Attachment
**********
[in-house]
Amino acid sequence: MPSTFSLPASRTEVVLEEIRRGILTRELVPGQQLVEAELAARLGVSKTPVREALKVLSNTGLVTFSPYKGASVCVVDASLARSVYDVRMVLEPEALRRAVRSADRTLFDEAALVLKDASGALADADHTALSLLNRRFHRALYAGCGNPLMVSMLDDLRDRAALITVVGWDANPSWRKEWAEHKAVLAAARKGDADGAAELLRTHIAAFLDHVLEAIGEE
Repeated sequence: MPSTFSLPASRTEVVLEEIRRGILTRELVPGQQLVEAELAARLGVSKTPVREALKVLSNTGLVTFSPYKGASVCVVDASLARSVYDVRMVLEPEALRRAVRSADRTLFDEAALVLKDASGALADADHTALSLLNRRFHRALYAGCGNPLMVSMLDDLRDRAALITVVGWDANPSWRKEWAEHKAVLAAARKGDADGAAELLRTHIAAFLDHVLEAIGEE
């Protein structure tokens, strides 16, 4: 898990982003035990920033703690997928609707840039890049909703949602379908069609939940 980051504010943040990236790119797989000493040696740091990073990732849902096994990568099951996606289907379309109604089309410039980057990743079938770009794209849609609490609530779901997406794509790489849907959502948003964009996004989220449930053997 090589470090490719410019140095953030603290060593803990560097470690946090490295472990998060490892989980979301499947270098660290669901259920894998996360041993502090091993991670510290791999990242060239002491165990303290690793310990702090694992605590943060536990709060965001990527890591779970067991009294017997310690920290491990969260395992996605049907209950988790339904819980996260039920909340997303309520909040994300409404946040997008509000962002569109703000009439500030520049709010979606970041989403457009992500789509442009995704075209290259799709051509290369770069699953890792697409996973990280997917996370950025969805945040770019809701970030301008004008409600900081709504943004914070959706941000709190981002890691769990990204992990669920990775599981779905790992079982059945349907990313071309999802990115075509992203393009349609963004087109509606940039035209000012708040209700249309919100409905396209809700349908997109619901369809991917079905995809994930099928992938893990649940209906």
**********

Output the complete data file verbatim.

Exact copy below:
[in-house]
Amino acid sequence: MPSTFSLPASRTEVVLEEIRRGILTRELVPGQQLVEAELAARLGVSKTPVREALKVLSNTGLVTFSPYKGASVCVVDASLARSVYDVRMVLEPEALRRAVRSADRTLFDEAALVLKDASGALADADHTALSLLNRRFHRALYAGCGNPLMVSMLDDLRDRAALITVVGWDANPSWRKEWAEHKAVLAAARKGDADGAAELLRTHIAAFLDHVLEAIGEE
Repeated sequence: MPSTFSLPASRTEVVLEEIRRGILTRELVPGQQLVEAELAARLGVSKTPVREALKVLSNTGLVTFSPYKGASVCVVDASLARSVYDVRMVLEPEALRRAVRSADRTLFDEAALVLKDASGALADADHTALSLLNRRFHRALYAGCGNPLMVSMLDDLRDRAALITVVGWDANPSWRKEWAEHKAVLAAARKGDADGAAELLRTHIAAFLDHVLEAIGEE
């Protein structure tokens, strides 16, 4: 898990982003035990920033703690997928609707840039890049909703949602379908069609939940 980051504010943040990236790119797989000493040696740091990073990732849902096994990568099951996606289907379309109604089309410039980057990743079938770009794209849609609490609530779901997406794509790489849907959502948003964009996004989220449930053997 090589470090490719410019140095953030603290060593803990560097470690946090490295472990998060490892989980979301499947270098660290669901259920894998996360041993502090091993991670510290791999990242060239002491165990303290690793310990702090694992605590943060536990709060965001990527890591779970067991009294017997310690920290491990969260395992996605049907209950988790339904819980996260039920909340997303309520909040994300409404946040997008509000962002569109703000009439500030520049709010979606970041989403457009992500789509442009995704075209290259799709051509290369770069699953890792697409996973990280997917996370950025969805945040770019809701970030301008004008409600900081709504943004914070959706941000709190981002890691769990990204992990669920990775599981779905790992079982059945349907990313071309999802990115075509992203393009349609963004087109509606940039035209000012708040209700249309919100409905396209809700349908997109619901369809991917079905995809994930099928992938893990649940209906």